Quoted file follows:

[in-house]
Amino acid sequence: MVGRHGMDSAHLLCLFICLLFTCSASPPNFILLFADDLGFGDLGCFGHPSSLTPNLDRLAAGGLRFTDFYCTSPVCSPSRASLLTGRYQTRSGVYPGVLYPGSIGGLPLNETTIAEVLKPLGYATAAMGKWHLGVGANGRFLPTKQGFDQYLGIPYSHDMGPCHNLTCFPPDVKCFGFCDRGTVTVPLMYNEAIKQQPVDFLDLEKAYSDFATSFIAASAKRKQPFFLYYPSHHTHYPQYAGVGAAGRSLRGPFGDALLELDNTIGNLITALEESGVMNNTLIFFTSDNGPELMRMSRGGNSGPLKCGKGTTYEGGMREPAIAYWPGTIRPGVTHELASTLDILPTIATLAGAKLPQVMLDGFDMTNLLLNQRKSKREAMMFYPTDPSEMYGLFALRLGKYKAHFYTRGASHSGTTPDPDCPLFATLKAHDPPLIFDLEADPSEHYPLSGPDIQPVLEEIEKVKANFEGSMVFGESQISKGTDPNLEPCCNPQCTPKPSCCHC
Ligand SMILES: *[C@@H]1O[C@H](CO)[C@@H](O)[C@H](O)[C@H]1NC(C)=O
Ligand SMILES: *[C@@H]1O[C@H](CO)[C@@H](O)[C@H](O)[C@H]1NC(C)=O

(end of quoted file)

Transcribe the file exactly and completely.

[in-house]
Amino acid sequence: MVGRHGMDSAHLLCLFICLLFTCSASPPNFILLFADDLGFGDLGCFGHPSSLTPNLDRLAAGGLRFTDFYCTSPVCSPSRASLLTGRYQTRSGVYPGVLYPGSIGGLPLNETTIAEVLKPLGYATAAMGKWHLGVGANGRFLPTKQGFDQYLGIPYSHDMGPCHNLTCFPPDVKCFGFCDRGTVTVPLMYNEAIKQQPVDFLDLEKAYSDFATSFIAASAKRKQPFFLYYPSHHTHYPQYAGVGAAGRSLRGPFGDALLELDNTIGNLITALEESGVMNNTLIFFTSDNGPELMRMSRGGNSGPLKCGKGTTYEGGMREPAIAYWPGTIRPGVTHELASTLDILPTIATLAGAKLPQVMLDGFDMTNLLLNQRKSKREAMMFYPTDPSEMYGLFALRLGKYKAHFYTRGASHSGTTPDPDCPLFATLKAHDPPLIFDLEADPSEHYPLSGPDIQPVLEEIEKVKANFEGSMVFGESQISKGTDPNLEPCCNPQCTPKPSCCHC
Ligand SMILES: *[C@@H]1O[C@H](CO)[C@@H](O)[C@H](O)[C@H]1NC(C)=O
Ligand SMILES: *[C@@H]1O[C@H](CO)[C@@H](O)[C@H](O)[C@H]1NC(C)=O